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The Future of Exploration: Accessing the Deep

As a deep ocean explorer, I've dedicated my life to discovering and understanding the remarkable ecosystems concealed in the depths of the ocean. The future of deep sea exploration is not only critical but also immensely exciting.


The deep ocean has always fascinated me. It's a world where the sun's rays do not penetrate and the pressure is crushing. Yet, despite these harsh conditions, life thrives in unexpected ways. I recently contributed an essay to the book The Future of Exploration, a collection of writings from over 35 lifelong explorers about the future of exploration. In the essay, I delve into the strategy of Ocean Discovery League (ODL), the organization I founded with the goal of democratizing deep ocean exploration. We believe that the more people who have access to the tools and knowledge needed for exploring the deep sea, the better equipped we will be to protect and preserve these fragile ecosystems.


"As I have grown throughout my career, I have become committed to opening up the field of deep ocean exploration to help others navigate it and to provide the support and tools necessary to make deep ocean exploration accessible to all. I have made a commitment to mentor other women through this process, providing advice and guidance wherever possible."

One of the critical aspects of our strategy is the development and distribution of lower-cost and easier to use exploration tools. Traditionally, deep sea exploration has been prohibitively expensive, limited to a select few who could secure funding for costly research expeditions. This exclusivity has hindered our understanding of the deep ocean, leaving vast areas unexplored and countless species undiscovered.


Lowering the cost of exploration tools is a game-changer. It means that more scientists, researchers, and explorers from around the world can participate in deep ocean expeditions. It means that small organizations and even individuals with a passion for the deep sea can make meaningful contributions to our understanding of this unique environment. Picture local researchers in countries with extensive coastlines conducting vital deep-sea surveys without relying on the support of large research institutions. This vision is within our reach, and ODL is leading the way.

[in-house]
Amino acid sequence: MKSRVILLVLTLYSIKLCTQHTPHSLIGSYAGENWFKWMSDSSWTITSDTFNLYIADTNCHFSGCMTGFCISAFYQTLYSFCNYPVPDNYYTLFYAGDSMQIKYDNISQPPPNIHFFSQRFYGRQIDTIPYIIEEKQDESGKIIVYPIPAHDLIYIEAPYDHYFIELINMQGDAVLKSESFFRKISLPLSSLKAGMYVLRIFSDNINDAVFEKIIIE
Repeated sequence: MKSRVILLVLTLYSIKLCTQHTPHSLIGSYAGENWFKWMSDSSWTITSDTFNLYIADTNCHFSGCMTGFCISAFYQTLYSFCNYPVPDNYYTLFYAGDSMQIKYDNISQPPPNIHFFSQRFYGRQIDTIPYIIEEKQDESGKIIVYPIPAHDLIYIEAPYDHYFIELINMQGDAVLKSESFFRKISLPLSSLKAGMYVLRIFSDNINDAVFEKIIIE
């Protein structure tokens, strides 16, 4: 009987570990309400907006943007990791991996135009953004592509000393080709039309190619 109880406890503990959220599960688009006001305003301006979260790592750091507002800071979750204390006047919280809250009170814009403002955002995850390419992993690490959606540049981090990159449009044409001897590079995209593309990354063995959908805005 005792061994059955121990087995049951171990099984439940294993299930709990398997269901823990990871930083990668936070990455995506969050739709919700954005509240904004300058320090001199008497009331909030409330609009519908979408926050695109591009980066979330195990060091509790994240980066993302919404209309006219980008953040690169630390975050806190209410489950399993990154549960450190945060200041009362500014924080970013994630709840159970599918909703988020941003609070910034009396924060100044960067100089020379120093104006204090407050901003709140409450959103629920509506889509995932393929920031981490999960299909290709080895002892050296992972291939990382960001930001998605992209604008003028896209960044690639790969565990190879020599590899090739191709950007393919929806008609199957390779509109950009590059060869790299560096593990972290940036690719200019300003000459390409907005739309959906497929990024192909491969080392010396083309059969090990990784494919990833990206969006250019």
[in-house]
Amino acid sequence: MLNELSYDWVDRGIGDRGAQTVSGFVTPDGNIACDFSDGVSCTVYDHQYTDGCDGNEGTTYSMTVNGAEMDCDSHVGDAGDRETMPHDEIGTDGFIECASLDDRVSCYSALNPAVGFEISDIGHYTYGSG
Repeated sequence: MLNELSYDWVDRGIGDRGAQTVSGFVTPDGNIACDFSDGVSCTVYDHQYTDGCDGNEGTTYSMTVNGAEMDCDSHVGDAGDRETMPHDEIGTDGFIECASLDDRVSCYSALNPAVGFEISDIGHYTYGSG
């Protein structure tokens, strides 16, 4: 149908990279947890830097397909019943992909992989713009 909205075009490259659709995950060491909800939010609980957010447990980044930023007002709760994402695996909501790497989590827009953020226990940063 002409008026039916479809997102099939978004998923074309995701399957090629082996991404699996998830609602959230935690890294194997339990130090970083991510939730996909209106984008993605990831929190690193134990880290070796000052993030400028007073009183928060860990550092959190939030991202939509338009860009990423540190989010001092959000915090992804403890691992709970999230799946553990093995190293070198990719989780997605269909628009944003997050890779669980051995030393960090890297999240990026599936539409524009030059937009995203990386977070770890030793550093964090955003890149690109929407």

"Our limited understanding of the deep sea stems from today’s inefficient, expensive, and inequitable approach to exploration. Our technologies are too slow—it would take more than ten thousand years to see the entire seafloor at our current rate of exploration. The robotic vehicles that exist today cost millions of dollars and require large ships at a rate of tens of thousands of dollars per day. Even if we were to add ten or a hundred times more vessels and vehicles to the global fleet, it would still not be enough to catch up with the pace at which humans are changing the environmental conditions of the deep sea before we even know what is there."

You can read more below in my essay in The Future of Exploration and I encourage you to purchase a copy, as all proceeds from the sale will go toward grants for future explorers. The book contains first-hand accounts of adventure and discovery from world-renowned public figures, including Jane Goodall, Sylvia Earle, Bob Ballard, Richard Branson, Yvon Chouinard, Paula Kahumbu, Nainoa Thompson, Sven Lindblad, and more.


Read Full Essay:


Katy Croff Bell Future of Explroation Essay
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